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Donkey Welfare

We provide support, help and advice to anyone involved in caring for or thinking of caring for donkeys and mules. As well as a team based at the main Sanctuary in Sidmouth, Devon, there is a network of welfare advisers throughout the UK, Ireland and Europe who are there to provide direct help and support to donkeys in need and to donkey owners both from our foster scheme or from private homes and organisations.

We help organise the relinquishment of donkeys and mules into the Sanctuary's care as well as oversee the fostering scheme. We are also the team to help if you see a donkey or mule in trouble.

Advice, help and support on caring for your donkeys is provided by our welfare team by calling 022 49013, Monday-Friday, 9.00 am to 4.30 pm (answerphone service outside of these hours).

All calls are strictly confidential.

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Sugar junkie

Erriff is a male model. He is photographed with great regularity. His name is taken from that of the Erriff river which flows over a waterfall called Aashleagh falls. The falls are the centerpiece of a rugged, unspoiled landscape which attracts tourists to its beauty. The river flows into the only true fjord in Ireland, Killary harbour. Fjords are more often associated with Norway where the Vikings come from.

Erriff posing for the camera

Panache lands on his feet (hooves!) in his new Guardian home

Panache the donkey lived a rather sad and lonely existence having being abandoned in a remote forest and then removed to an equine pound where his future hung in the balance. He was underweight and had the classical long, twisted hooves that indicated previous neglect. Thankfully The Donkey Sanctuary was able to secure the future of this young skewbald donkey that proved to have a very quiet, kind nature.

Panache meets Sparky

What it's all about

In our constant quest to rehome donkeys we must never lose sight of why we do it. Last week was a wonderful reminder of just how beneficial our Rehoming Scheme is to both our donkeys and our fantastic Guardians who dedicate themselves to the animals in their care. Jack and Jerry have had sarcoid trouble in the past and when we spotted the return of some growths on both donkeys we decided to transport them from their idyllic abode in the Dublin Mountains to the veterinary hospital for treatment.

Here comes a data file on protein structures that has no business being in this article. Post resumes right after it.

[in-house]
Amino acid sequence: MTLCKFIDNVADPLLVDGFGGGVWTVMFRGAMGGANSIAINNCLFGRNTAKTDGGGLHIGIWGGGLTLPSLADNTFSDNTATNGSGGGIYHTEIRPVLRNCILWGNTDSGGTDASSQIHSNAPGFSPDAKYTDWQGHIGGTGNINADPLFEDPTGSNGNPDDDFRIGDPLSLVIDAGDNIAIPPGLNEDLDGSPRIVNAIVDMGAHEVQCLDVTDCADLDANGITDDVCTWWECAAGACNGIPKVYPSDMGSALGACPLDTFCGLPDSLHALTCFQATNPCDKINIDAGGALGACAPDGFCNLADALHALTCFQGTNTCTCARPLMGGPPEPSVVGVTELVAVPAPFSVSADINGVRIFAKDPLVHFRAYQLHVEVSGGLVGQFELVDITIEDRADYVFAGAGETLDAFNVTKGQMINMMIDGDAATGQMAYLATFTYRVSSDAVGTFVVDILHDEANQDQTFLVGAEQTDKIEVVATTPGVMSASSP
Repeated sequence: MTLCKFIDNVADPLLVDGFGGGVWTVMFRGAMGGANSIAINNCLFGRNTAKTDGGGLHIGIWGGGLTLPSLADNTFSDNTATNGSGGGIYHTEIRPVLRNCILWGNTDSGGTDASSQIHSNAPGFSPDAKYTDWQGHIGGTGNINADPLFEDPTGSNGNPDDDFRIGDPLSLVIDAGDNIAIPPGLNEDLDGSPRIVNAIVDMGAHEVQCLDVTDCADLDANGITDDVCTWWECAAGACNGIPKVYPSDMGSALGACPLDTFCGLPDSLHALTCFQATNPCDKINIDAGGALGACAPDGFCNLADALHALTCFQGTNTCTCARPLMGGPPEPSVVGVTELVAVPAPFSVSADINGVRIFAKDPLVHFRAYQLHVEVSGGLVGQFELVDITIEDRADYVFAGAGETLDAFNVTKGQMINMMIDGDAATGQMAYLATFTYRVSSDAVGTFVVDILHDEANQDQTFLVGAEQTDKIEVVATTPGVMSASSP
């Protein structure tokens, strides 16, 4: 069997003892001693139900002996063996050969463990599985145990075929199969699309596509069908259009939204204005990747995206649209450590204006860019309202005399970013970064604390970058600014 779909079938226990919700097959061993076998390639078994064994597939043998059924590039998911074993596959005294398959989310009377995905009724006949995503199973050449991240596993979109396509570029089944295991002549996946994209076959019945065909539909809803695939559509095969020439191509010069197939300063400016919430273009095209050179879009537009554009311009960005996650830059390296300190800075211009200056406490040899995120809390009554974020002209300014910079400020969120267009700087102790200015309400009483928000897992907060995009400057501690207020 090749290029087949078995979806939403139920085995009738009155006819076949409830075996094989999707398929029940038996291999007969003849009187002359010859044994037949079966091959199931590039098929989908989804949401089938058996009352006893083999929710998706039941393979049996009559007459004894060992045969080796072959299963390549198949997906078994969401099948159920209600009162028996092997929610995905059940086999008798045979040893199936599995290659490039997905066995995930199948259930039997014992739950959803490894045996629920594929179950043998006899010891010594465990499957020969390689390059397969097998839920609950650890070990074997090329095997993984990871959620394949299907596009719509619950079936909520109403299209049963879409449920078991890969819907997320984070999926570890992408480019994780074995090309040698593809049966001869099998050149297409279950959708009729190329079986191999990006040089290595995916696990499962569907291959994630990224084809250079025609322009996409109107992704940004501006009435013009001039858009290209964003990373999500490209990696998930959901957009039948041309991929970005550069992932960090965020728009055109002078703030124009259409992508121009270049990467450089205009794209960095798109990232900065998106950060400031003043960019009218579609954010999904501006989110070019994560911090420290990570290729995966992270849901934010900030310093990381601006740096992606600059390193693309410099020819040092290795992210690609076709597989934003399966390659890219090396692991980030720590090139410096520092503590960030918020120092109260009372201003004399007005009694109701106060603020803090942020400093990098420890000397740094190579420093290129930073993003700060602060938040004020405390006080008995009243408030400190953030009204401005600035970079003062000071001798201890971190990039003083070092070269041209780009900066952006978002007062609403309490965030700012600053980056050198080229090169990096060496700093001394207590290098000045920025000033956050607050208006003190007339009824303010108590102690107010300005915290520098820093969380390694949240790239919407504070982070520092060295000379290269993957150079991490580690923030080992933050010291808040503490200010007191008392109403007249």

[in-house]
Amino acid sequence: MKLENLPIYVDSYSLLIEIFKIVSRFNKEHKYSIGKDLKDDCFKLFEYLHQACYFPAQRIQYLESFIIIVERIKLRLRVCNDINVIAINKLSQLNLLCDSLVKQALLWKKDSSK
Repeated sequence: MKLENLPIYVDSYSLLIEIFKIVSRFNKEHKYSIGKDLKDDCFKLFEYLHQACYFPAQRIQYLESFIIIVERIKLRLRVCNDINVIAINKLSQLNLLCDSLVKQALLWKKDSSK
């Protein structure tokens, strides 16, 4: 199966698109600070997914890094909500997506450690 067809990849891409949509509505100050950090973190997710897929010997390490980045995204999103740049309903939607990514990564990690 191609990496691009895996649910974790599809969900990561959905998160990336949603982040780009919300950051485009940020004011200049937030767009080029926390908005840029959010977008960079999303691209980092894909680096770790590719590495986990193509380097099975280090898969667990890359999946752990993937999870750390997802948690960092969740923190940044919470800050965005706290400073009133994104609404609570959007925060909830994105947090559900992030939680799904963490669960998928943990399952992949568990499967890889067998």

Miriam delighted to have her donkeys home safe

All good things come to an end

We are saddened to hear about Moses passing away this week in Hannigan's farm, he has been a true favourite through the years. Moses came to The Donkey Sanctuary in June 2001 as a 14 year old gelding from a private home in Co Kilkenny, he had two permanent rope marks embedded on his neck indicating he was abused at some point in his life. His owner relinquished him to us as he felt he was dangerous to his cattle and to people.

Moses sporting his flash new haircut

Yara and friends glad to find sanctuary

Yara (meaning loved one) and five others found themselves in an equine pound in County Longford in May 2016 after being abandoned. Their hooves were extremely overgrown and distorted, resulting in severe pain each time they took a step.

Thankfully, the pound called us and told us about the plight of these poor donkeys. An immediate plan was put in place to bring them to safety and to help end their suffering.

Yara is a skewbald mare who was underweight and infested with lice and worms, with horrifically painful hooves. She is bonded to other donkeys Lyanna and Meera.

Yara, Lyanna and Meera with terribly overgrown hooves

Lucky Charm and Timothy move around

I have been working at The Donkey Sanctuary for a long time, twenty years plus, mainly at Knockardbane Farm where it all started from a leaking caravan and a few staff.

I can honestly say there never has been one day the same, every day comes with something different- be it happy or sad stories and endings. I recently got the task at short notice to arrange to move two of our donkeys across the water to their new home.

Lucky Charm and Timothy settling in

Rosettes and red faces at the RDS Horse Show

'"He's a lovely donkey'' is not a phrase one expects to hear at the vetting gate of the Royal Dublin Society during horse show week. A reply of ''he's an even lovelier mule'' raised a few eyebrows swiftly followed by a raft of mule/hinny related questions from the vets. This seems to set the tone for the rest of the day as myself and the mule maestro Eugene Butler displayed Sanctuary mules Bohea Lad and Kendon on a showery Sunday at the prestigious venue.

Cathy with mule Kendon

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